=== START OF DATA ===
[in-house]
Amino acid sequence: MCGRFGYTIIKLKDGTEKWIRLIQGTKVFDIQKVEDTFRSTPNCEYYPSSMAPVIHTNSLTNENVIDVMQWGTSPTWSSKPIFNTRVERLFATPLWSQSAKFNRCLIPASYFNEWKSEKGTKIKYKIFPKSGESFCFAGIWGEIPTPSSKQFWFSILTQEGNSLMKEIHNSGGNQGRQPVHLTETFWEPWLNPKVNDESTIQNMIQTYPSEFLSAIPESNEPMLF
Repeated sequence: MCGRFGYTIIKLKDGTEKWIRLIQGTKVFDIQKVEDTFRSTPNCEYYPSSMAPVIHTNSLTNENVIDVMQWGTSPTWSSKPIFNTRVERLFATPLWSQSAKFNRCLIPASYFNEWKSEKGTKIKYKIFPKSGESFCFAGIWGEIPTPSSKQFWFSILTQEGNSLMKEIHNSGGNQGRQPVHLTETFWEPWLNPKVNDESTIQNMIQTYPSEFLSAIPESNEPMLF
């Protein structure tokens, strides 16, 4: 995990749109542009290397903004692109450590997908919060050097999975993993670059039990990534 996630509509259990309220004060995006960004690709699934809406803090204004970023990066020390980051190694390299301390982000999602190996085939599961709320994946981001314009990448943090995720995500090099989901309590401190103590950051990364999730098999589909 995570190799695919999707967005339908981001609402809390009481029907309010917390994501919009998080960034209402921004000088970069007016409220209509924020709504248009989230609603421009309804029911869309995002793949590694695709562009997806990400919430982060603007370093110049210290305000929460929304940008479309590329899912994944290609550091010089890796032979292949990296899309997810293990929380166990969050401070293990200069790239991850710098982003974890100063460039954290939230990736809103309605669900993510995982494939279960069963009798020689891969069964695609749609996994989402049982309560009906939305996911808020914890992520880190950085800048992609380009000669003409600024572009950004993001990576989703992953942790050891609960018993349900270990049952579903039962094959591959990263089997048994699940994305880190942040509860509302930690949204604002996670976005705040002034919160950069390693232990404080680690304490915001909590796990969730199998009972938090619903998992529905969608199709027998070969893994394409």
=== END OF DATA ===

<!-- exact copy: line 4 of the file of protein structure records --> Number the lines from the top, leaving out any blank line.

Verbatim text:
């Protein structure tokens, strides 16, 4: 995990749109542009290397903004692109450590997908919060050097999975993993670059039990990534 996630509509259990309220004060995006960004690709699934809406803090204004970023990066020390980051190694390299301390982000999602190996085939599961709320994946981001314009990448943090995720995500090099989901309590401190103590950051990364999730098999589909 995570190799695919999707967005339908981001609402809390009481029907309010917390994501919009998080960034209402921004000088970069007016409220209509924020709504248009989230609603421009309804029911869309995002793949590694695709562009997806990400919430982060603007370093110049210290305000929460929304940008479309590329899912994944290609550091010089890796032979292949990296899309997810293990929380166990969050401070293990200069790239991850710098982003974890100063460039954290939230990736809103309605669900993510995982494939279960069963009798020689891969069964695609749609996994989402049982309560009906939305996911808020914890992520880190950085800048992609380009000669003409600024572009950004993001990576989703992953942790050891609960018993349900270990049952579903039962094959591959990263089997048994699940994305880190942040509860509302930690949204604002996670976005705040002034919160950069390693232990404080680690304490915001909590796990969730199998009972938090619903998992529905969608199709027998070969893994394409």